INDIANAPOLIS – Marion County is making strides but still has a long way to go when it comes to COVID-19 vaccinations.
Dr. Virginia Caine, director of the Marion County Public Health Department, said the vaccination rate was about 26% in Marion County, tracking behind a few surrounding counties like Hendricks, Hancock, and Hamilton.
Mayor Joe Hogsett appealed to local residents to get the vaccine as soon as possible, pointing out that appointments were no longer necessary in many locations.
“The reason why we get vaccinated is not just simply to protect our own health,” he said. “By getting vaccinated, you become a COVID roadblock, protecting your neighbors who may be at serious risk of illness.”
“The COVID-19 vaccine is our route to freedom,” Caine said during Wednesday news conference.
Caine discussed the Johnson & Johnson vaccine after the CDC called for a brief pause in administering due to a rare side effect involving blood clots. Caine believed the pause was the right decision.
Although the blood clot issue is rare, people should be aware of symptoms like severe headaches, abdominal pain, shortness of breath, etc., and contact their doctor if they’re experiencing those symptoms after getting the vaccine.
Caine pointed out that she had received the Johnson & Johnson vaccine, as had Hogsett and City-County Council President Vop Osili. She believes the benefits of the vaccine far outweigh the potential risks.
The highest vaccination rate in Marion County is among white residents with drop-offs among Black, Asian and Latin populations, Caine said.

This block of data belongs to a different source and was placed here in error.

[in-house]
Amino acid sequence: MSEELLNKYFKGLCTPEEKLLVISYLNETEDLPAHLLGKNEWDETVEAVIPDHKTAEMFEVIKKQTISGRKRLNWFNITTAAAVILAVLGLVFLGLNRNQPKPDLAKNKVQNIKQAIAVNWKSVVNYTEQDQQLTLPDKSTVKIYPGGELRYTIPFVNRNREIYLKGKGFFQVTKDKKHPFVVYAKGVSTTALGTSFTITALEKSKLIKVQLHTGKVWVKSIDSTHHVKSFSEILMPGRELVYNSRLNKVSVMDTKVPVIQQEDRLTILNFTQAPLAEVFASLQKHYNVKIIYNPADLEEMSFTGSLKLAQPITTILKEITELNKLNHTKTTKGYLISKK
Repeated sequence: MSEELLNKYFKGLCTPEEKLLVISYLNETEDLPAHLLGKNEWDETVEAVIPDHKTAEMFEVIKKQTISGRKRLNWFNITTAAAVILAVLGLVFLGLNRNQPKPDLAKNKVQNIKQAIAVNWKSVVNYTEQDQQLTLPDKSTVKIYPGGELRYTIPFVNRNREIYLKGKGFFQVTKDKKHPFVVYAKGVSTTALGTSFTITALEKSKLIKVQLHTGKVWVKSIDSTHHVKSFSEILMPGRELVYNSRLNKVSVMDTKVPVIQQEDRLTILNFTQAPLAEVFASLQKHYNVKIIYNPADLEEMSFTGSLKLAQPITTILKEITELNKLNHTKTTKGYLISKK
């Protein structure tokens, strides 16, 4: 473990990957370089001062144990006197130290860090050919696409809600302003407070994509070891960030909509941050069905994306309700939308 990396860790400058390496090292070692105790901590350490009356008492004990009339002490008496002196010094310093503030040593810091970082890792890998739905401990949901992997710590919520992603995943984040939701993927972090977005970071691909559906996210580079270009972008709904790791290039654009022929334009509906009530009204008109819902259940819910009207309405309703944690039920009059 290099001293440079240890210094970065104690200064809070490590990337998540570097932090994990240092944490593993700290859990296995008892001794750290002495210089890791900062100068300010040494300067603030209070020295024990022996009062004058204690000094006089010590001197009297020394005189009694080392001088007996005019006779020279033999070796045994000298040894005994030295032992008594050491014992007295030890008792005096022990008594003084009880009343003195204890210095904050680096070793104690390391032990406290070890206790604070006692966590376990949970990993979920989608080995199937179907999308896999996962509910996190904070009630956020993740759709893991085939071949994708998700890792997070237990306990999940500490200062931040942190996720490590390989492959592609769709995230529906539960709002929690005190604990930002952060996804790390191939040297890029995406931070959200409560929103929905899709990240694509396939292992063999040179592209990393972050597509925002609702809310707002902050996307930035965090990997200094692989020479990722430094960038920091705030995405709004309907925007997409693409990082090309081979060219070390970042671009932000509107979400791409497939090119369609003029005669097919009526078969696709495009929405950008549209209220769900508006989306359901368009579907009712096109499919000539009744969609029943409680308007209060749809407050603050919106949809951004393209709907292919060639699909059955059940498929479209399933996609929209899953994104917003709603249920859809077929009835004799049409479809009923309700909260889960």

Marion County currently has a 5.1% positivity rate for COVID-19, just above Caine’s “gold standard” of 5% or under. Newly confirmed cases have seen a slight increase since April 26, but Caine believes the numbers are plateauing and not indicative of a surge.
In addition, emergency room visits for COVID-19 saw a slight increase while hospitalizations have leveled off. Caine said, on average, there were nine admissions per day for COVID-19 patients in Marion County.
While cases are plateauing overall, Caine said the county is seeing the most cases among high school students between the ages of 14 and 17. According to Caine, preliminary information attributed the increase to spring break activities. She also conceded that having students return to school after spring break may have resulted in spreading the coronavirus.
Caine said the health department was closely monitoring cases among the high school population.
Citing CDC guidance, Caine said outdoor events in Marion County can have up to 50% capacity. Indoor events would remain at 25% for the time being, she said.
Caine believes we’ll see a significant loosening of restrictions later on in the summer as the vaccination rate improves. She also floated the idea of having special sections in businesses for vaccinated individuals, comparing it to the concept of having smoking and non-smoking sections, although she didn’t go into great deal about the idea.